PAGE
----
3 Key Lessons (and 98 other great ones)

Brianna Wiest’s new book is for everyone, whether you think you need it or not.


photo by Jess Daninhirsch

From open-mindedness to the importance of routines, Wiest’s book lives up to its ambitious title.

Claire Majerac, Opinions Editor

This year for Christmas, I wanted a book. So naturally, I went to the internet to find a good one. I started scrolling through my Instagram feed, looking for self-help books recommended by influencers.

Nothing I found there looked interesting to me, so I took to Tik Tok. After a few days of keeping a careful watch on my “For You” page, I saw a video recommending 101 Essays that will Change the Way You Think, by Brianna Wiest. I sent the link to my Mom and it appeared underneath the Christmas tree last month.

While I am not going to review all one hundred and one essays today, I am going to highlight three essays that I found to be particularly interesting and eye-opening.


Essay #1: “Subconscious Behaviors That Are Keeping You From Having The Life You Want

This essay can speak to those with a habit of self-sabotage, but it particularly can be most beneficial to those who do not even realize it. The essay is a fitting start to the book, as it highlights the importance of keeping an open mind. It begins by illustrating that finding happiness is not simply chasing what you have decided will make you happy. In the grand scheme of life, we have little idea what will make us happy, and instantly labeling something as “bad” because it is not what we originally wanted may be close-minded, pulling us farther from a positive growth mindset. 

While the essay addresses eight total behaviors, the final behavior was so intriguing that I had to put the book down and think about it for five minutes before being able to comprehend it. 

The eighth behavior states that those who “try to change other people, situations, and things… are identifying a disassociated aspect” of themselves. These “disassociated aspects” of ourselves are called our “shadow selves.” They are parts of our personality that either we or society at large has convinced us were “not okay.” So when we see other people so nonchalantly displaying these behaviors, we react negatively. The things that we dislike in others are things that we are trying hard to not see in ourselves, and the things that we love about others are the things we love about ourselves.

Essay #2: “The Psychology of a Daily Routine”

This essay explains how a daily routine can not only make you more productive during your day, but it can also calm anxiety. By having something known and practiced to do, you can take comfort in the fact that you know what you are doing each day (to an extent) and are not wandering astray. When the unpredictable occurs, you can know that you have a routine that will always stay constant if you practice it enough.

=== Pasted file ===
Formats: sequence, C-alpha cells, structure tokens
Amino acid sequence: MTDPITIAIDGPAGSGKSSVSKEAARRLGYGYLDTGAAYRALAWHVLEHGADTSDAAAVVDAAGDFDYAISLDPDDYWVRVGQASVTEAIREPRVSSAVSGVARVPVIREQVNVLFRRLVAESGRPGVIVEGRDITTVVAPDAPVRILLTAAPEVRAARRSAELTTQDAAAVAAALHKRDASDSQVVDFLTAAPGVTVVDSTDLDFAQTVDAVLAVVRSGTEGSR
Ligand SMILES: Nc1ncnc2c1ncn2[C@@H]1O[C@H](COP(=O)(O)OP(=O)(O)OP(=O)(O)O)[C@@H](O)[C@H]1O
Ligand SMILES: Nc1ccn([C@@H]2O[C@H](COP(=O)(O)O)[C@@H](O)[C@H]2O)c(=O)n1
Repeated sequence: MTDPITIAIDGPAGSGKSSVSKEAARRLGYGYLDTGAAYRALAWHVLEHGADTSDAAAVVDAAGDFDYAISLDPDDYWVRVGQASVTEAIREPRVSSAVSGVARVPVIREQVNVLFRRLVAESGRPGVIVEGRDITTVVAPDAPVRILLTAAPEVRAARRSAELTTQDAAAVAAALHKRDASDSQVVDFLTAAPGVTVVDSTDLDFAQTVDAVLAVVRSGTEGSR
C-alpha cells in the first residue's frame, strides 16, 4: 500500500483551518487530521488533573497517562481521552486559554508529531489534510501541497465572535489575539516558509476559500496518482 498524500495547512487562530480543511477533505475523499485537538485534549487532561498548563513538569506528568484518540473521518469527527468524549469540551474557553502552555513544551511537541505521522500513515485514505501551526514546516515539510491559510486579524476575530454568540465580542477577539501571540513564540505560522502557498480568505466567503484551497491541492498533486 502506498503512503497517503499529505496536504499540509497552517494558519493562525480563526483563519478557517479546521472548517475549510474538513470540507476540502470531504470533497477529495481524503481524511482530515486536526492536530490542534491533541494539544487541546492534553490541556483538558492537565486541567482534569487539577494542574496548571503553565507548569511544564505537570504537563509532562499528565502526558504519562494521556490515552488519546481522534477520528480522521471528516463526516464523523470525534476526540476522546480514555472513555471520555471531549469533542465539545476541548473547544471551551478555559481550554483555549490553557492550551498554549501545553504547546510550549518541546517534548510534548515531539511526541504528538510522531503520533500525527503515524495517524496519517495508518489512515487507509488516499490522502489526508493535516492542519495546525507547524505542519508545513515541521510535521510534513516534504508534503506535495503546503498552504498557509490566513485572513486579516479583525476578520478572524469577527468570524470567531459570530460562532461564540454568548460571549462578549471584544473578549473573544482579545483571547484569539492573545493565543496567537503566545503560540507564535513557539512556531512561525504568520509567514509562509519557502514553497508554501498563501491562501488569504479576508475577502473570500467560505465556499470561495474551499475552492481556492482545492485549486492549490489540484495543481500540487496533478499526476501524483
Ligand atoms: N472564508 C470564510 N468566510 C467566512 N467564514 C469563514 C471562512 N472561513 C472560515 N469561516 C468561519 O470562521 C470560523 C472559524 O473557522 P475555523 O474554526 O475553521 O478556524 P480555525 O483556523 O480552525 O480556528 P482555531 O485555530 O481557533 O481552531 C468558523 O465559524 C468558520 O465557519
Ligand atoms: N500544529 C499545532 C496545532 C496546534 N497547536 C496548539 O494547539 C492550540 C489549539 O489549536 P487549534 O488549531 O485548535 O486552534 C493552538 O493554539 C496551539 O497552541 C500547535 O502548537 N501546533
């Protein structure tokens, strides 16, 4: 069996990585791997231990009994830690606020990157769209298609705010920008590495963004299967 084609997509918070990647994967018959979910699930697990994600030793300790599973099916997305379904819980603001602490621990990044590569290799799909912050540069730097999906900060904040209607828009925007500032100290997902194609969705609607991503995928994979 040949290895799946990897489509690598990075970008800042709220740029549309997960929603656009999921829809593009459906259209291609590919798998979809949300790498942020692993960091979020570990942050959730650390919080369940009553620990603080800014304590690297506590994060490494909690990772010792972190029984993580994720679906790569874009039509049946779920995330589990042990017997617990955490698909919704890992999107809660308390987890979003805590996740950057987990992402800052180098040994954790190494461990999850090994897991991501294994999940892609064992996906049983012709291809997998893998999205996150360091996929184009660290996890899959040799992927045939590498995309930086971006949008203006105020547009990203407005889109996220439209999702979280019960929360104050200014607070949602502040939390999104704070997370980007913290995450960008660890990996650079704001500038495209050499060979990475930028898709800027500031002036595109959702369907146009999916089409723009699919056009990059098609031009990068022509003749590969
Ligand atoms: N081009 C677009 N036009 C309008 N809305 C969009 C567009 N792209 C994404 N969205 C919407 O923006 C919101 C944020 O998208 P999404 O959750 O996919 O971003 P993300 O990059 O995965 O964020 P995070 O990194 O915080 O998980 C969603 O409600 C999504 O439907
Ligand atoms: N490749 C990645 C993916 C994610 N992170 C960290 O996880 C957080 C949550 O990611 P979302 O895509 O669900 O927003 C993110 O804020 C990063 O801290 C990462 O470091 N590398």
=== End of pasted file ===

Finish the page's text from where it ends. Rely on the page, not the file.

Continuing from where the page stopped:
While a routine seems boring at a surface level, it can really be anything you want it to be. It could be to try something new every day, such as a new hairstyle. It does not really matter what exactly your routine is, as long as you adhere to it. 

Routine, according to the essay, reaffirms a decision we already made. Say you want to achieve better health and decide to work out every day. According to the essay, by working out daily you not only are affirming belief in yourself that you can acquire better health but are also fortifying your ability to be committed to your health.

Essay #3: “16 Signs of an Emotionally Intelligent Person

This essay inspired me to really think about my opinions and the ways in which I convey them. According to the author, an emotionally intelligent person does not “speak in definitive” regarding others, politics, and ideas. According to the essay, an intelligent person does not condemn an idea by calling it wrong. The whole reason for an idea to exist is that it rings true to another person, not necessarily you. It is the epitome of close-mindedness to ignore any other perspective on an idea. Rather, an intelligent response to an idea you do not agree with would be something like “I do not personally understand this idea or agree with it.”

With the divisiveness of the news and social media platforms where people can filter what they hear, see, and read, it is more important than ever to have conversations where we expose ourselves to more than one point of view. But at the heart of this essay is the declaration that an emotionally intelligent person will only argue with those who are willing to learn from others, not those who simply want to win. 


101 Essays That Will Change the Way You Think is perfect both for those looking for self-improvement tips and for those who simply want a new topic to read about every few pages.